A flash watch is in effect for Kaua`i and Ni`ihau through tomorrow morning.

The rally was planned to raise awareness and inform the community of the pending marijuana legislation now being considered by the state Legislature.

It’s not clear if anyone bought that excuse after our article yesterday exposed the use of county resources to plan the rally and an order from Iseri that attendance was “mandatory” for her staff attorneys and, ahem, strongly encouraged for the rest of the staff... with a suggestion that they “rearrange” their “schedule” to attend.

But in Act 2, at 12:23 p.m.- less than couple of hours after the first release- it disappeared from the county’s press release page, replaced with the following release, this one from the office of County Attorney Al Castillo:

Update on anti-drug rally

LĪHU'E – County officials said this morning that they received a complaint from the American Civil Liberties Union (ACLU) regarding the anti-drug rally that was scheduled at 4 pm this afternoon in front of the Historic County Building.

“We are in receipt of the ACLU complaint and my office is reviewing it,” said County Attorney Alfred Castillo.

The rally was cancelled due to the complaint and for safety concerns due to the threat of flash flooding for Kaua`i County.

A flash watch is in effect for Kaua`i and Ni`ihau through tomorrow morning.

The rally was planned to raise awareness and inform the community of the pending marijuana legislation now being considered by the state Legislature.

Oh to be a fly on the wall to witness all that went into that release.

But Act 3 was on it’s way and at 1 p.m. a “Breaking News” update appeared at the local newspaper’s web site from new cops and court reporter Jessica Musicar with a headline of “Rapozo: Anti-drug rally still a go”

Musicar wrote:

Is it canceled or isn't it?

Whether an anti-drug rally will be held at 4 p.m. remains unclear, as the county and a member of its council have indicated conflicting answers.

Kaua`i County Council member Mel Rapozo, who said he originally scheduled the rally, plans to show up at the historic County Building with other participants, regardless of the county's notice of cancellation. The rally was intended to raise awareness and inform the community about pending marijuana legislation under consideration by the state Legislature.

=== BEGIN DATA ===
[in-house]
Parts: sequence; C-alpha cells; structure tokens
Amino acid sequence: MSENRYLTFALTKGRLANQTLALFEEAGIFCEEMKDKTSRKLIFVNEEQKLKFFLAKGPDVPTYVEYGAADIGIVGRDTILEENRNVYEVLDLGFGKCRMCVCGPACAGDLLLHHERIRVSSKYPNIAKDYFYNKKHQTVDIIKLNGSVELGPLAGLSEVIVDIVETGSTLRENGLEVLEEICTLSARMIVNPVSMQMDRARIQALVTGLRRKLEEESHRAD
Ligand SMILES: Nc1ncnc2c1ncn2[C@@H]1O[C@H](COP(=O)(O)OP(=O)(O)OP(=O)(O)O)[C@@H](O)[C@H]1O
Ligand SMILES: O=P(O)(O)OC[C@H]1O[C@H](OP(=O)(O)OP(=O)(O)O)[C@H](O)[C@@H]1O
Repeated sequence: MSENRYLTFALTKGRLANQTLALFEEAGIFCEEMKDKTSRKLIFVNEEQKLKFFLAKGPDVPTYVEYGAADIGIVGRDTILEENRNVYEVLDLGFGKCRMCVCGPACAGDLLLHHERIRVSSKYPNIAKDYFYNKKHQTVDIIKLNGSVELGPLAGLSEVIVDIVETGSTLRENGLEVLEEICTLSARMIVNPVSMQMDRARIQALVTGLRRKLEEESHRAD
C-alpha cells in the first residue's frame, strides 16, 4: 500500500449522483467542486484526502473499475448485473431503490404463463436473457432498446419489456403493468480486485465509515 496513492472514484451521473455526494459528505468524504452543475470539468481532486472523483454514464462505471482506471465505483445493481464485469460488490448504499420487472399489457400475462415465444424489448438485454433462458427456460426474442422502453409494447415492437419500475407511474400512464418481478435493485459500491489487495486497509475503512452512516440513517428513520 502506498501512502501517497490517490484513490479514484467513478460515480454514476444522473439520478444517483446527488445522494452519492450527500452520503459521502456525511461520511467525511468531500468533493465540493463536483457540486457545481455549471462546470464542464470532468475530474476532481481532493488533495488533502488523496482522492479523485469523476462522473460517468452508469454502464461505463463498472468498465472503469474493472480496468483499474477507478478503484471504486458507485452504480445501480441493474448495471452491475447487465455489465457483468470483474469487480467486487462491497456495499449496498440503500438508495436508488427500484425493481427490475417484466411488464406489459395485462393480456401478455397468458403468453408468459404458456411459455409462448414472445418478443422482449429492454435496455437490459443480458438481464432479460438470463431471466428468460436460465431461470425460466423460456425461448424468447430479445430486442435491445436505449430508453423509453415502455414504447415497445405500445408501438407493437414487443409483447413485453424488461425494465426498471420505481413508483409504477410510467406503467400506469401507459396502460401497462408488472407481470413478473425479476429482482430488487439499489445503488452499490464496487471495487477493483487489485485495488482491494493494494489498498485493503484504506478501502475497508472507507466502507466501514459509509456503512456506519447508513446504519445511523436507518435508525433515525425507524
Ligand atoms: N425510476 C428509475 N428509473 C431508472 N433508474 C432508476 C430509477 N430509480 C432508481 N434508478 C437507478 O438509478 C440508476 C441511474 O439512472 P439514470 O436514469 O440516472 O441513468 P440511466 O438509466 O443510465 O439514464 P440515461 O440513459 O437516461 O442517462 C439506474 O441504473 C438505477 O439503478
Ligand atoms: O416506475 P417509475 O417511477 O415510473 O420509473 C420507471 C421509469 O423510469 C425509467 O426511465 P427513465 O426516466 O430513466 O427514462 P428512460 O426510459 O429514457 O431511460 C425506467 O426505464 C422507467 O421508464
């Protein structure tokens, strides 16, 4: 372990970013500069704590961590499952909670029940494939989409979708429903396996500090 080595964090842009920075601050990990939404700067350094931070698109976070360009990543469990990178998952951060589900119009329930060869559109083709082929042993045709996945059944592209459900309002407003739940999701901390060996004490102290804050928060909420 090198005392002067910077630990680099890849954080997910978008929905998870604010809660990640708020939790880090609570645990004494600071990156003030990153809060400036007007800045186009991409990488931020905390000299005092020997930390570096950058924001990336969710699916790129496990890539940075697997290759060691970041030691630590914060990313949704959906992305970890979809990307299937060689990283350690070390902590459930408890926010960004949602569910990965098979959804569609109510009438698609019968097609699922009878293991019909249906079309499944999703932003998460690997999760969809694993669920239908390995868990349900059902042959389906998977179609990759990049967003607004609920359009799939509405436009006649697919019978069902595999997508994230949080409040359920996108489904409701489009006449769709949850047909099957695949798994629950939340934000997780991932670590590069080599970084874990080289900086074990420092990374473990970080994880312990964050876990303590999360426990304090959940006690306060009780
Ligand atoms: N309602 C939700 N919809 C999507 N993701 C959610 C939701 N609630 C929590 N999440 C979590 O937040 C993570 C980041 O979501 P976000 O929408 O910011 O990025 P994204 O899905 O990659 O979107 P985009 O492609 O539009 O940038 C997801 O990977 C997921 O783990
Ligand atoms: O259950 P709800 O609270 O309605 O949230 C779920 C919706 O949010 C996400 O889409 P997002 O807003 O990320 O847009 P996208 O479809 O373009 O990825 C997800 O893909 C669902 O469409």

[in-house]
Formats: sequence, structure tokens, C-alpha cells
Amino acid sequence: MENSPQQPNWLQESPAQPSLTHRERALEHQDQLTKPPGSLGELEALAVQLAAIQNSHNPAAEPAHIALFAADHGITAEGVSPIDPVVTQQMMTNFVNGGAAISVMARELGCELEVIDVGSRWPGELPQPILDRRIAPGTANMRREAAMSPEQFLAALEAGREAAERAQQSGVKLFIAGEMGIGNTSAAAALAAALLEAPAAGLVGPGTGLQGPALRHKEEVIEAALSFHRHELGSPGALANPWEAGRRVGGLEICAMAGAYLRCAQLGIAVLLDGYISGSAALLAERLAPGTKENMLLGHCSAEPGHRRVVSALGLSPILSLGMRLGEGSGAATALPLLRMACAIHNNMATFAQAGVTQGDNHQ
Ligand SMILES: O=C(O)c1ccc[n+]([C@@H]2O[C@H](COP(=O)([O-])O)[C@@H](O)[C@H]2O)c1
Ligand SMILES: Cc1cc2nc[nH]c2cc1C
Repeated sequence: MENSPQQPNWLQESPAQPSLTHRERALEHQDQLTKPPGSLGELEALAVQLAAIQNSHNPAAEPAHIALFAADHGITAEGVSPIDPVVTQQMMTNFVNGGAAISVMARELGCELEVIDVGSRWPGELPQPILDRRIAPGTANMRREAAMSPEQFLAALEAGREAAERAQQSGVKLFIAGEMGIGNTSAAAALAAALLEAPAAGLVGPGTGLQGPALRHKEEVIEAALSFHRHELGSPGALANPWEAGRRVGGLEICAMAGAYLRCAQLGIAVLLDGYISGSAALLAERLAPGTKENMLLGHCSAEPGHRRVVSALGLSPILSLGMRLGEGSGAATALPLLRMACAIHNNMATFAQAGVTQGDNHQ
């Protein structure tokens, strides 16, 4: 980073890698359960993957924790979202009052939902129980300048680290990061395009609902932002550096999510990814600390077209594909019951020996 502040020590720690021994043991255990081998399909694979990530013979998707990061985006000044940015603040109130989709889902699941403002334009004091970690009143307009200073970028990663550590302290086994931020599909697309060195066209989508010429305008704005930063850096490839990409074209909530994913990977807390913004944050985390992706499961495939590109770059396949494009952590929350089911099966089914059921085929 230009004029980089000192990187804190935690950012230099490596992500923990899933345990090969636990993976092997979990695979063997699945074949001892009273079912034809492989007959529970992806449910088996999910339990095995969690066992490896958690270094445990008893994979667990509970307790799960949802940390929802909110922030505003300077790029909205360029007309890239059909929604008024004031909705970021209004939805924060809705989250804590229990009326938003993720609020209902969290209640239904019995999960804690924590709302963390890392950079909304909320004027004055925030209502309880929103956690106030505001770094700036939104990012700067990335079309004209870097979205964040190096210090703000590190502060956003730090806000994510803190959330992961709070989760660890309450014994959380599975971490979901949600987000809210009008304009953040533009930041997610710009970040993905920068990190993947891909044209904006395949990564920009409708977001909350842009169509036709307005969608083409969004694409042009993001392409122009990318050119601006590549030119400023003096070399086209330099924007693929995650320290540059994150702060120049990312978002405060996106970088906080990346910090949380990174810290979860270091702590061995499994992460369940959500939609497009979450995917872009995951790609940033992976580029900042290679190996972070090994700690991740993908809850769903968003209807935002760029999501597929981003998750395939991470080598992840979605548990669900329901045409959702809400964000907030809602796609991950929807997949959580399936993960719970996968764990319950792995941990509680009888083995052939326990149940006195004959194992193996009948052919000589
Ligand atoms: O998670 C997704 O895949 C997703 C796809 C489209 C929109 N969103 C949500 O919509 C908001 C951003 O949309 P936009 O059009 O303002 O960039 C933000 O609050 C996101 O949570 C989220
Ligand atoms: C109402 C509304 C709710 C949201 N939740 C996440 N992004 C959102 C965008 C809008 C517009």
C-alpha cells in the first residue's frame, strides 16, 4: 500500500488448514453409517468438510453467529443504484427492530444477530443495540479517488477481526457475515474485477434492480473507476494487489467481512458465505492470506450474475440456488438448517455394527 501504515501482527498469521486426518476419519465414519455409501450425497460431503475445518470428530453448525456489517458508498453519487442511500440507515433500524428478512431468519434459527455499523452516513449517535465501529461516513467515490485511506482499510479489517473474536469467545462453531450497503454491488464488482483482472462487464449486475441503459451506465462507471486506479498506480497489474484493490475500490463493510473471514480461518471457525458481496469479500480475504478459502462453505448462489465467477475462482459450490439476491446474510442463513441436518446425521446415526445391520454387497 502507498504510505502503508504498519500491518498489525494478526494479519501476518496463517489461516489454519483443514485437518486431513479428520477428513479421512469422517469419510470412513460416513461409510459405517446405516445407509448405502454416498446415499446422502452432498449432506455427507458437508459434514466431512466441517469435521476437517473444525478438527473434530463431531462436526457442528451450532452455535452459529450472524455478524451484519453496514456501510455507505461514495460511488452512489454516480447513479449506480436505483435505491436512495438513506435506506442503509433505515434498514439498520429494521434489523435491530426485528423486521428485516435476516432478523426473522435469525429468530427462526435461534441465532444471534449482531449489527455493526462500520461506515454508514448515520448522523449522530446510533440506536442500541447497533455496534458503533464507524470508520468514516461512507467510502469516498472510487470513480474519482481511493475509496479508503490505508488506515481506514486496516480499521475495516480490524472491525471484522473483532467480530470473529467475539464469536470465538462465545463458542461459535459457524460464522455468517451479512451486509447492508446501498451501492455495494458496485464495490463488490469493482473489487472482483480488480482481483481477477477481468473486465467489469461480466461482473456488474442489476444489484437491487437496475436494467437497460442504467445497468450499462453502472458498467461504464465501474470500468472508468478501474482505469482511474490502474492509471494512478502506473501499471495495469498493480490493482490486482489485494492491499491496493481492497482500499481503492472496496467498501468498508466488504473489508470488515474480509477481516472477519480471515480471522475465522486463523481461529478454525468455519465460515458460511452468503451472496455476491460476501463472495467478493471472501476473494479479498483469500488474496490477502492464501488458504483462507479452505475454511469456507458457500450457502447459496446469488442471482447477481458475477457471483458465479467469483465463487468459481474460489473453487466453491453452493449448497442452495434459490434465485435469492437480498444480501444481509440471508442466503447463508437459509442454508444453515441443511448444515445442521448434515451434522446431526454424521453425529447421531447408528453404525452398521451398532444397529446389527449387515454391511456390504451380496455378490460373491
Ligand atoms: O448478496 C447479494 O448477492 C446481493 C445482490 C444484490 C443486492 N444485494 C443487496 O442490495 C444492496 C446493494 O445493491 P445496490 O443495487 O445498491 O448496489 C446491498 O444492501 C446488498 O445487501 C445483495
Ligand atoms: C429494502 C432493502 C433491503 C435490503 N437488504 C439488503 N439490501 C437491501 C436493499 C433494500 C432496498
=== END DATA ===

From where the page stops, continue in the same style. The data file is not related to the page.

This morning, however, the county canceled the rally, citing a weather warning. It later noted this afternoon in a press release that the cancellation is also tied to a complaint from the American Civil Liberties Union.

Rapozo said he is upset that the county was hiding behind the weather.

"To use the weather as an excuse is unacceptable," Rapozo said. "The reason for the cancellation wasn't the weather. It was the ACLU's concerns."

Although the county has not specified the nature of the complaint, stating only that County Attorney Alfred Castillo is reviewing it, Rapozo said the organization took issue with the county using public resources to host the rally.

Acting as a citizen of the county, rather than a councilman, Rapozo added he will be at the rally with church and youth groups...

We can see it now. Since county employees and any solicited attendees- like the island’s pastors and their minions who Rapozo urged to attend- most likely had heard about the “official” cancellation and the counter demonstrators- especially those who read the local newspaper on-line where, in the comments column, the protest was originally organized- probably either haven’t heard or heard Rapozo will be there, we expect to see Mel facing down a group of pissed off citizens.
But in all seriousness canceling the anti-pot-party after a complaint from the ACLU cannot be allowed to be where this ends. We urge a full investigation by at least the attorney general’s office if not the FBI- since of course KPD and the prosecutor are the alleged “perps”- as well as ethics complaints against Chief Darryl Perry whose underlings organized the KPD’s involvement, Councilmember Rapozo and, especially, Prosecuting Attorney Iseri... all of whom are or should be well aware of the laws.

It’s high time to take a page from the prosecutor’s playbook and make an example of those involved so that this type of thing never happens again.

Wednesday, February 16, 2011


AN OFFER YOU CAN’T REFUSE: Today’s idiotic rally against marijuana took a well deserved bashing today from new and surprisingly enough competent cops and courts reporter at the local newspaper, Jessica Musicar, with an especially poignant “kicker” saying “Expert calls county press release ‘fear-mongering’” above a headline of “Kaua`i officials to rally against pot legislation.”

Joining her expert in questioning the sanity of the organizers was a letter (last one) in today’s Honolulu paper from Pamela G. Lichty, President of the Drug Policy Forum of Hawaii and, more surprisingly, the usually vapid local paper’s Greek Chorus which was joined by many new names and nearly unanimous- with 66 out of 67 comments and counting at press time (*see some below)- in condemning not just the reason for the rally but the propriety of government officials conducting the rally and other related issues.